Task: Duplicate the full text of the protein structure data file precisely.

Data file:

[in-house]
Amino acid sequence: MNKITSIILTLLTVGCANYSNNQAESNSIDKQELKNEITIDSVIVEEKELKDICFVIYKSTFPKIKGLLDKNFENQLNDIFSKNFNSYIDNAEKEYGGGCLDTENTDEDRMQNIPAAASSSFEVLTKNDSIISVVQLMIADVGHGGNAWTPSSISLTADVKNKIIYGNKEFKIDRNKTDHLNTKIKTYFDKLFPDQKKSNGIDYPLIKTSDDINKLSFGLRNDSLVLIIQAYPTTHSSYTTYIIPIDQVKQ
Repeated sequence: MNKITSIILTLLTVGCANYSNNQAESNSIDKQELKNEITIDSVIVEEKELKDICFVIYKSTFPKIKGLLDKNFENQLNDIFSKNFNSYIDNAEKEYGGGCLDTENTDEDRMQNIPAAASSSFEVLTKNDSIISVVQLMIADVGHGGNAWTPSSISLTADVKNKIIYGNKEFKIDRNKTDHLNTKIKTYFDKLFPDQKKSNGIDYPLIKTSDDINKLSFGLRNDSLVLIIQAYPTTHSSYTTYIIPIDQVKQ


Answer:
[in-house]
Amino acid sequence: MNKITSIILTLLTVGCANYSNNQAESNSIDKQELKNEITIDSVIVEEKELKDICFVIYKSTFPKIKGLLDKNFENQLNDIFSKNFNSYIDNAEKEYGGGCLDTENTDEDRMQNIPAAASSSFEVLTKNDSIISVVQLMIADVGHGGNAWTPSSISLTADVKNKIIYGNKEFKIDRNKTDHLNTKIKTYFDKLFPDQKKSNGIDYPLIKTSDDINKLSFGLRNDSLVLIIQAYPTTHSSYTTYIIPIDQVKQ
Repeated sequence: MNKITSIILTLLTVGCANYSNNQAESNSIDKQELKNEITIDSVIVEEKELKDICFVIYKSTFPKIKGLLDKNFENQLNDIFSKNFNSYIDNAEKEYGGGCLDTENTDEDRMQNIPAAASSSFEVLTKNDSIISVVQLMIADVGHGGNAWTPSSISLTADVKNKIIYGNKEFKIDRNKTDHLNTKIKTYFDKLFPDQKKSNGIDYPLIKTSDDINKLSFGLRNDSLVLIIQAYPTTHSSYTTYIIPIDQVKQ